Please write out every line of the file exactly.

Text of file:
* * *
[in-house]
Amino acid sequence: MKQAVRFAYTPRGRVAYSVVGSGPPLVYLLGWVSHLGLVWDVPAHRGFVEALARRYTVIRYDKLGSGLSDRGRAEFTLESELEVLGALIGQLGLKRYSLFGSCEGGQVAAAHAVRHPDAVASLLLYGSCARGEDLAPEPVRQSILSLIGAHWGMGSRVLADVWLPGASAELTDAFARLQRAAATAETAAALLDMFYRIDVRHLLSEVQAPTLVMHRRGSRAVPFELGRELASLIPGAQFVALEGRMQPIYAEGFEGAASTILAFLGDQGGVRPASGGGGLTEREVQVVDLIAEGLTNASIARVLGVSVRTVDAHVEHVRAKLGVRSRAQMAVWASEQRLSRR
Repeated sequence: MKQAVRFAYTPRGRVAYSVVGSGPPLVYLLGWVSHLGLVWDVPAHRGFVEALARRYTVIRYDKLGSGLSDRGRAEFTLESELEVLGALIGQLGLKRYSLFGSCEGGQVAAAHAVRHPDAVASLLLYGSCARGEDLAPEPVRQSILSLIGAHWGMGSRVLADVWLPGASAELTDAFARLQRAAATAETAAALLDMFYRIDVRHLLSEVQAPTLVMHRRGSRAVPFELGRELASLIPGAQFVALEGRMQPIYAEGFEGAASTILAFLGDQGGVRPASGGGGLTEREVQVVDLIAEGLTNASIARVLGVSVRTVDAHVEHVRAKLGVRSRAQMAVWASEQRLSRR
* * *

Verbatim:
[in-house]
Amino acid sequence: MKQAVRFAYTPRGRVAYSVVGSGPPLVYLLGWVSHLGLVWDVPAHRGFVEALARRYTVIRYDKLGSGLSDRGRAEFTLESELEVLGALIGQLGLKRYSLFGSCEGGQVAAAHAVRHPDAVASLLLYGSCARGEDLAPEPVRQSILSLIGAHWGMGSRVLADVWLPGASAELTDAFARLQRAAATAETAAALLDMFYRIDVRHLLSEVQAPTLVMHRRGSRAVPFELGRELASLIPGAQFVALEGRMQPIYAEGFEGAASTILAFLGDQGGVRPASGGGGLTEREVQVVDLIAEGLTNASIARVLGVSVRTVDAHVEHVRAKLGVRSRAQMAVWASEQRLSRR
Repeated sequence: MKQAVRFAYTPRGRVAYSVVGSGPPLVYLLGWVSHLGLVWDVPAHRGFVEALARRYTVIRYDKLGSGLSDRGRAEFTLESELEVLGALIGQLGLKRYSLFGSCEGGQVAAAHAVRHPDAVASLLLYGSCARGEDLAPEPVRQSILSLIGAHWGMGSRVLADVWLPGASAELTDAFARLQRAAATAETAAALLDMFYRIDVRHLLSEVQAPTLVMHRRGSRAVPFELGRELASLIPGAQFVALEGRMQPIYAEGFEGAASTILAFLGDQGGVRPASGGGGLTEREVQVVDLIAEGLTNASIARVLGVSVRTVDAHVEHVRAKLGVRSRAQMAVWASEQRLSRR